ABC News’ Karen Travers: This week Barack Obama, Hillary Clinton and Joe Biden joined three other Democratic presidential candidates in speaking out against the initiative to change California’s "winner-takes-all" electoral votes system.
In written statements this week, Obama, Clinton and Biden criticized the measure, which calls for awarding one electoral vote to the winner in each of the 53 congressional districts and then two votes to the statewide winner. John Edwards, Chris Dodd and Bill Richardson have already come out publicly against the initiative.
Under the current system, the state gives all 55 electoral votes to the winner of the statewide popular vote.
A statewide effort has been launched by Republicans to collect signatures to get the electoral votes measure on the ballot. Backers of the initiative began collecting signatures this month and need to collect 434,000 by Feb. 4.
"Republicans are trying to mislead voters for their own political gain with the so-called Presidential Election Reform Act. True election reform can only be accomplished as a nation wide effort," Clinton said. "This initiative is not reform but a blatant ploy by the Republicans to hijack electoral votes from California and it should be rejected by all fair-minded Californians."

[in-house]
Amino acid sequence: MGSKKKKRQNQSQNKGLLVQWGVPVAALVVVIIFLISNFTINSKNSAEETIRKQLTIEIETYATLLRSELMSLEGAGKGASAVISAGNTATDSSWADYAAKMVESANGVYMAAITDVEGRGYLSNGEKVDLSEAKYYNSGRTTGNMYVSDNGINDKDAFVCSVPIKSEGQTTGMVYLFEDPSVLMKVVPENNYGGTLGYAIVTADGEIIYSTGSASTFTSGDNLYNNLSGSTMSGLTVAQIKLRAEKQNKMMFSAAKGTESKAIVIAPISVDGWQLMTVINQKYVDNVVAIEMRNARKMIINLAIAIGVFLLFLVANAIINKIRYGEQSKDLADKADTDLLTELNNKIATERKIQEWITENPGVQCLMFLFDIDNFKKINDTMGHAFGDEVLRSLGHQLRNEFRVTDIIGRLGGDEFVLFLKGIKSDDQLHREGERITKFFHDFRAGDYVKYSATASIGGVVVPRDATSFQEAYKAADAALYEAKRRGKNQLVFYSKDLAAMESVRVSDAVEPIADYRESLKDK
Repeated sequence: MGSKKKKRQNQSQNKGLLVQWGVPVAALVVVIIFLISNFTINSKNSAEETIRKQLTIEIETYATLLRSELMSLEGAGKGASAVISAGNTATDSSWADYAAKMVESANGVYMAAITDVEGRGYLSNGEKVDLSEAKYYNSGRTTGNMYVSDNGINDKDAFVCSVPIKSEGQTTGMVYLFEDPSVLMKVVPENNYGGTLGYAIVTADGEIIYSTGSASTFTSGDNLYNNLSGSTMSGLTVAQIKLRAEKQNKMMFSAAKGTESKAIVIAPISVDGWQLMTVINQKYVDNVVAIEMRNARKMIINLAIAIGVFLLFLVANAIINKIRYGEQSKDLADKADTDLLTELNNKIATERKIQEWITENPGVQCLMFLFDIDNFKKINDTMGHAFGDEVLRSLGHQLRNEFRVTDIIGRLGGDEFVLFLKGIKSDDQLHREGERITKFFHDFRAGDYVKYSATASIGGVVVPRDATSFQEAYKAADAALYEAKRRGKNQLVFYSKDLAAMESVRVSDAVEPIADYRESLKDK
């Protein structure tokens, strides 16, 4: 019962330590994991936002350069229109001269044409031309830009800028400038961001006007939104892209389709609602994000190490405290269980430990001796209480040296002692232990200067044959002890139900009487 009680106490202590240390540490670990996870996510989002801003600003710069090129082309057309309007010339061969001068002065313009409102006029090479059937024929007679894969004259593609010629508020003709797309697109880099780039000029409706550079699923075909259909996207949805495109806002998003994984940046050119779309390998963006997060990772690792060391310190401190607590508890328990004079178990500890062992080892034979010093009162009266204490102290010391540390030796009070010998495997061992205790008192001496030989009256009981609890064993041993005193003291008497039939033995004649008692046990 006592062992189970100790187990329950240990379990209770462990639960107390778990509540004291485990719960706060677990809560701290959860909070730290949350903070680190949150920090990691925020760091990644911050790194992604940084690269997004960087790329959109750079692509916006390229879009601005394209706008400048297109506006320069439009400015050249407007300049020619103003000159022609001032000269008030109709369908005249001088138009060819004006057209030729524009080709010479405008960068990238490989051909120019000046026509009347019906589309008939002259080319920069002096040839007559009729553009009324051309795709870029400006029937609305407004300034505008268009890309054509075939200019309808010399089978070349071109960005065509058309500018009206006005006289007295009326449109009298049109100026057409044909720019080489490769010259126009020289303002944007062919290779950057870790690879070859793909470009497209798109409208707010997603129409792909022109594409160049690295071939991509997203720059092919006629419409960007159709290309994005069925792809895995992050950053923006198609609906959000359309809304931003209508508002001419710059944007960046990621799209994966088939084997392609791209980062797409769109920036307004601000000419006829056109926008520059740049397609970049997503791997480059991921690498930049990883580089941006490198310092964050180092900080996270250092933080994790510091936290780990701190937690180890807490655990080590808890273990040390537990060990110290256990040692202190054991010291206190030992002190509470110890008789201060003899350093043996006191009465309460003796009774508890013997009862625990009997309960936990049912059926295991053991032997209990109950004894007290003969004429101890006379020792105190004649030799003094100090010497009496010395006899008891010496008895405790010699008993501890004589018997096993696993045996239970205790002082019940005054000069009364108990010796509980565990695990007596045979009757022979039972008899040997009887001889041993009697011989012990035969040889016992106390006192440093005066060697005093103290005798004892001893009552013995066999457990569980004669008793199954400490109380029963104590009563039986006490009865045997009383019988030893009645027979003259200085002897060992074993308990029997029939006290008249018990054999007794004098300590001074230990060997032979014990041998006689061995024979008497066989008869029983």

Obama called the initiative a "divisive partisan ploy that would reduce the influence of Californians in choosing the next president."
Biden said this is "an unprecedented power grab" by the Republican Party.
"If we want to make changes to the Electoral College, we should do it across the board, not state-by-state. Otherwise, we increase the risk of the popular vote being subverted by the Electoral College result," he said.
Maine and Nebraska are the only two states that do not do a winner-takes-all system for their electoral votes.
In 2004, John Kerry won California with 54 percent of the popular vote, compared to President Bush’s 45 percent, to win all 55 electoral votes.